How To Know if You Need a New Thermostat

Most people don’t think about their home thermostat until it’s too late and they’re shivering in the middle of…
a woman holding a can

Most people don’t think about their home thermostat until it’s too late and they’re shivering in the middle of winter or sweating bullets in the middle of summer. While most homeowners take the home thermostat for granted, if you don’t have one that’s working properly, you could be in for a long, uncomfortable season. Before it gets to that point, it is best to pay attention to your thermostat and change it out before you encounter a problem.

Your home thermostat is responsible for regulating the temperature inside your home. It does this by either sending a message for heat during the winter or calling for air during the summer. The thermostat is also responsible for turning your home’s heating and cooling systems on and off. As the director of the show, your thermostat is the brain behind your cooling and heating operations. As a result, you need to be aware of signs that your thermostat is wearing out. Let’s take a look at how to know if you need a new thermostat.

Age and Condition of Current Thermostat


If you are unsure whether or not you need a new thermostat, the first thing to consider is your current thermostat’s age, make, and model. If your thermostat is more than 10 years old, it may be time to upgrade. As your thermostat ages, it will slowly begin to fail, and stop reading your indoor temperature accurately. If your thermostat is a model that is no longer being manufactured, it is also likely time for an upgrade.

Finally, if your thermostat is not a programmable model, it is worth considering a new thermostat that can help you save energy and money. A programmable thermostat can save you up to 30% on your energy bills, so it is definitely worth considering if you are looking to save money.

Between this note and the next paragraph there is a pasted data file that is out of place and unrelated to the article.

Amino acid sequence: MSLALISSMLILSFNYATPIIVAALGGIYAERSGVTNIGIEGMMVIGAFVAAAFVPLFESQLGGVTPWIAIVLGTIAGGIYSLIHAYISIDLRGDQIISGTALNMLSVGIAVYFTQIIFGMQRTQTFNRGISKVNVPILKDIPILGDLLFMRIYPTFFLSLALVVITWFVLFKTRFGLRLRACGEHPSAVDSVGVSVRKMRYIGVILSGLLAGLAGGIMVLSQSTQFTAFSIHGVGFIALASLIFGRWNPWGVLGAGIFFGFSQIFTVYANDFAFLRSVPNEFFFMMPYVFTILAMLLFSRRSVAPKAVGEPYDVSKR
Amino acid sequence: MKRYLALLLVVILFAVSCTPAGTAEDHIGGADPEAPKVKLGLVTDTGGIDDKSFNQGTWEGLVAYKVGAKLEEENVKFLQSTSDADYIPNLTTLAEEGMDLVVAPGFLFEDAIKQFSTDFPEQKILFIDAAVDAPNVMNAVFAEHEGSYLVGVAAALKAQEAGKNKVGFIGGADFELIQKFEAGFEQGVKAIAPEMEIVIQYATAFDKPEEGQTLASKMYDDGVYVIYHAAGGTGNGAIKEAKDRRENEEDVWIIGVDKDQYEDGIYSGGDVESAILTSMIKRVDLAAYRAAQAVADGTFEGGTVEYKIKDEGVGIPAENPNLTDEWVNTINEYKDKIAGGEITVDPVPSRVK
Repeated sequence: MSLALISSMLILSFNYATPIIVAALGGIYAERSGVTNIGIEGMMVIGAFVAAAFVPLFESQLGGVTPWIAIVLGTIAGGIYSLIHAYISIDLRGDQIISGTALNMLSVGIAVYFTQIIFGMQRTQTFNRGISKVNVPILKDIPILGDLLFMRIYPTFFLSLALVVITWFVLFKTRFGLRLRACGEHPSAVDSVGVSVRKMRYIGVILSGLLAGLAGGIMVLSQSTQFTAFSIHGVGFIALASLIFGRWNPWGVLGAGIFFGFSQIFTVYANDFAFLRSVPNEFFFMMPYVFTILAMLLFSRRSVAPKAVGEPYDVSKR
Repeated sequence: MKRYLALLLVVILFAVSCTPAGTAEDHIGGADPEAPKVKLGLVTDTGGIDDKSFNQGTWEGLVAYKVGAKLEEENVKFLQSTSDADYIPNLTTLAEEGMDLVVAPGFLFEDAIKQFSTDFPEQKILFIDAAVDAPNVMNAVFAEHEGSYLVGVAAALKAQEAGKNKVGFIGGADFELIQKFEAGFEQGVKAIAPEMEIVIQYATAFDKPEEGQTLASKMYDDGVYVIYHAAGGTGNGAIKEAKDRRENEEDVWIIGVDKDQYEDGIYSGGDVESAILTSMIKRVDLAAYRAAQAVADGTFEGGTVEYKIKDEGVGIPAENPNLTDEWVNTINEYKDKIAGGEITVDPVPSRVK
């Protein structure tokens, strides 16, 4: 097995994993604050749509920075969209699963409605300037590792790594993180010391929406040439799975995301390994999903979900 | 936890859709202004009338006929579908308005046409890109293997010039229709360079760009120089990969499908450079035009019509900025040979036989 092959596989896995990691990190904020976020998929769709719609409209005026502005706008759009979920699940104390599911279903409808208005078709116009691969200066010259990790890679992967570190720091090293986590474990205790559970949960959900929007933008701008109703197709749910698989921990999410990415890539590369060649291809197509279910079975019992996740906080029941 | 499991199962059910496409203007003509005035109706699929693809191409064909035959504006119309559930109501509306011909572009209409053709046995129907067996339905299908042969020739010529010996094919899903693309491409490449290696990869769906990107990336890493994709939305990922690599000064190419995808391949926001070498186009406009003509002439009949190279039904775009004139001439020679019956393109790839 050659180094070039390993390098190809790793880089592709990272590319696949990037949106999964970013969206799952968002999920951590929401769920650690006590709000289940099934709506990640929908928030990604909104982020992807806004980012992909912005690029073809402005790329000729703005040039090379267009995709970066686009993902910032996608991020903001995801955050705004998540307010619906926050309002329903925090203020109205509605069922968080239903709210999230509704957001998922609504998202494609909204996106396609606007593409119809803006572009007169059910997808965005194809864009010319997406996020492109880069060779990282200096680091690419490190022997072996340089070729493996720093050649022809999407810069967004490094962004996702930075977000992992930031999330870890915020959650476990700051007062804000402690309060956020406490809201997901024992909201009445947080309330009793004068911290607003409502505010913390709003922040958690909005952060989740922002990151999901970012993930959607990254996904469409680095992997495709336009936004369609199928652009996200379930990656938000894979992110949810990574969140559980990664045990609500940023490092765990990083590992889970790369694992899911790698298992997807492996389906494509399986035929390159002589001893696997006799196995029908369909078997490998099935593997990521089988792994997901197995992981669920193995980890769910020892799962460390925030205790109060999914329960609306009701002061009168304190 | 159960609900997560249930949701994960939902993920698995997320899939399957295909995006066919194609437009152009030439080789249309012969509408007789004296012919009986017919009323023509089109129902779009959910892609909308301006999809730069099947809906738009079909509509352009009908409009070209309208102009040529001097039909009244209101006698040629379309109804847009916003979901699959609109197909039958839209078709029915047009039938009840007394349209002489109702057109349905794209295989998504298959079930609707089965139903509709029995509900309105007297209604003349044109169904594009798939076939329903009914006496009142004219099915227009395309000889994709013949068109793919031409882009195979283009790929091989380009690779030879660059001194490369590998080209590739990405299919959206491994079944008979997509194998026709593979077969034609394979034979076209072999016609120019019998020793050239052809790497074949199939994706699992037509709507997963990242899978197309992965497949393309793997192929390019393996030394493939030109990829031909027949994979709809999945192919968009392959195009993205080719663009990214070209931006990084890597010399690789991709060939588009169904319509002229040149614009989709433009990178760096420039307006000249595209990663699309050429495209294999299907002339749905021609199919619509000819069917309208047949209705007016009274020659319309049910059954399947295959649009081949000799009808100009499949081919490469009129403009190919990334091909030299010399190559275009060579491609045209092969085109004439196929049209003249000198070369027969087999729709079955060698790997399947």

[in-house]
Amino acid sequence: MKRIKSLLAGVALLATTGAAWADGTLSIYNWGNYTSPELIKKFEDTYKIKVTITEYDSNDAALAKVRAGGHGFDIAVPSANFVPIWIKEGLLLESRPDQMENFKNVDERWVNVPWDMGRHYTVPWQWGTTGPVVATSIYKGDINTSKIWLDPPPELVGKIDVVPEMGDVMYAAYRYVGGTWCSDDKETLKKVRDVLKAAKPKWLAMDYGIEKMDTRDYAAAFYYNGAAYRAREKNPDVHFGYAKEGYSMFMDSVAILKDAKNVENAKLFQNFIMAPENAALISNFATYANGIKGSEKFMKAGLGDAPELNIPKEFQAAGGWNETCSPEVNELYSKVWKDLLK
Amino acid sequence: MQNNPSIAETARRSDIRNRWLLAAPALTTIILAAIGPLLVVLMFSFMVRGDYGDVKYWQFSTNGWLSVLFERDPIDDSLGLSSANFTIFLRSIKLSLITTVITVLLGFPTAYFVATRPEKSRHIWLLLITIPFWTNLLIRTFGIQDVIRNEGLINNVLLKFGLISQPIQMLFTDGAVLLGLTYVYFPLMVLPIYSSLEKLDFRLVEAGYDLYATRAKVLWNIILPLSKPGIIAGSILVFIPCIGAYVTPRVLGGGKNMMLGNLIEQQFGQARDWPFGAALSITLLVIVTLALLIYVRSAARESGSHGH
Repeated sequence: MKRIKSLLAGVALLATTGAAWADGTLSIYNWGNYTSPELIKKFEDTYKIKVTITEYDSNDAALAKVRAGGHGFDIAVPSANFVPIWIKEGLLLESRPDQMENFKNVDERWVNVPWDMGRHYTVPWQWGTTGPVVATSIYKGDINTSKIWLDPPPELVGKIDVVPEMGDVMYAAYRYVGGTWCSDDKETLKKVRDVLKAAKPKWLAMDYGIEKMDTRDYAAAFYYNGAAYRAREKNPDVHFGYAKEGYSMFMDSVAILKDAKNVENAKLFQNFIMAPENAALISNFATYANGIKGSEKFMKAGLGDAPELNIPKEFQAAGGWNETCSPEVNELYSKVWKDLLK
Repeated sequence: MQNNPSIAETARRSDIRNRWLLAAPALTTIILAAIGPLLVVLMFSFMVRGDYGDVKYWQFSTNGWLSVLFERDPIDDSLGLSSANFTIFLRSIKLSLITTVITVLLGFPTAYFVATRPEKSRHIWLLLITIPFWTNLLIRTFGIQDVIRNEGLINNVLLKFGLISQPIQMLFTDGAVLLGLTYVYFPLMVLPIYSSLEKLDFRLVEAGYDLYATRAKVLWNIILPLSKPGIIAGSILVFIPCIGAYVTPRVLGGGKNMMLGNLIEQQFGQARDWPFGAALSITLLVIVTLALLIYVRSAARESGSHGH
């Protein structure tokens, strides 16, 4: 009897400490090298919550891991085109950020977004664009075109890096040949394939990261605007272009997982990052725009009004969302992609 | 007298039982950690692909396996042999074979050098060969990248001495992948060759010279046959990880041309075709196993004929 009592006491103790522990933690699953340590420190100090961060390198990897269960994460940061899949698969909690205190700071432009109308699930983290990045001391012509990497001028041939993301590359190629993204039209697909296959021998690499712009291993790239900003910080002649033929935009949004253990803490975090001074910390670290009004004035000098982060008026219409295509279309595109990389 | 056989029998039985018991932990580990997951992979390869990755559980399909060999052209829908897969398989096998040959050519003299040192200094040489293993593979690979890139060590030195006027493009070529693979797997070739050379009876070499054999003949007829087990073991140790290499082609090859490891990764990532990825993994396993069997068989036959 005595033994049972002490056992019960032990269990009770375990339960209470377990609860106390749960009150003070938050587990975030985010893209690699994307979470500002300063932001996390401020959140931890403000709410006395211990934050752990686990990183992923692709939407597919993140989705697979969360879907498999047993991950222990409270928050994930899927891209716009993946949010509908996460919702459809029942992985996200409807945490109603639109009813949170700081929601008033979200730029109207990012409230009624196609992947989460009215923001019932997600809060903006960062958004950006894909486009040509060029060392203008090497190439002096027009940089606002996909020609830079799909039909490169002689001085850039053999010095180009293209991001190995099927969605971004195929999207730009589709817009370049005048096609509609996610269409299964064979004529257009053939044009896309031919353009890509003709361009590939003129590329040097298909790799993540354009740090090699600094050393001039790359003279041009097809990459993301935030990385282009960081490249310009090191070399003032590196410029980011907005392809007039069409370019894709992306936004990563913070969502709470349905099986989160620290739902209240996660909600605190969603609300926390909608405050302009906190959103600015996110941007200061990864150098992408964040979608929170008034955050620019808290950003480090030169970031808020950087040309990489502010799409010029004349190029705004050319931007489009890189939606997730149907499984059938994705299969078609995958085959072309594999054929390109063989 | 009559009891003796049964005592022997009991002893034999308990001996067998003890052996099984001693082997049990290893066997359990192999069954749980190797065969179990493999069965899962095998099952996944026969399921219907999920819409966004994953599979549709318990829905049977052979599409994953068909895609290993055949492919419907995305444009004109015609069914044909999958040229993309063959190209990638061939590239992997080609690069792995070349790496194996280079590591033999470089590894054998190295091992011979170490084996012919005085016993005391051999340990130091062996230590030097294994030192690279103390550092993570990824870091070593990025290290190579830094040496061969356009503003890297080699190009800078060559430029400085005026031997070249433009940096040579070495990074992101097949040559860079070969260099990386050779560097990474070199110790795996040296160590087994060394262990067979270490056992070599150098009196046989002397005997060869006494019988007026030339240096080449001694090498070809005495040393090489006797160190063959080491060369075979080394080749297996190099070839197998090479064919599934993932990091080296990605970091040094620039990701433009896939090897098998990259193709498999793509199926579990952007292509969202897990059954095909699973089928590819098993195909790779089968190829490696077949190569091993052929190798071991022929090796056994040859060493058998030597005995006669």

Increased Energy Bills


In order to determine if you need a new thermostat, you first need to check your energy bills for inconsistencies. In general, your HVAC usage can account for around 12 percent of your annual energy bills. Based on your location and seasonal changes, you may notice annual changes in your energy usage and bills. If your energy bills have been steadily increasing without changing your lifestyle or habits, you may have a problem with your thermostat.

As discussed, the thermostat is the control center for your heating and cooling system, and it’s important to make sure that it is calibrated correctly and working properly. If the wiring or internal thermometer in your thermostat begins to go bad, your device could send incorrect signals to your HVAC unit. This would cause your system to run more frequently or for longer periods of time and impact your energy usage.

Temperature Inconsistencies

If you’re constantly uncomfortable in certain areas of your home, this could be due to the fact that your thermostat is not working properly. A malfunctioning thermostat will not be able to regulate the temperature in your home as well. If the sensors or thermometer in your device are wearing out, the temperature in your home won’t be read properly. As a result, you may notice that you have to adjust your thermostat more frequently to engage the heat or air. A new thermostat can make all the difference. Not only will it ensure that the temperature is comfortable, but it can also save you money on your energy bill.

Your thermostat regulates the temperature in your home all season long. As a result, you’ll want to ensure that your device is working correctly. If you have an older thermostat or notice inconsistencies with indoor temperatures or energy usage, it could mean that you need a new device. You can contact a qualified HVAC technician to help diagnose any thermostat issues and offer suggestions for a replacement.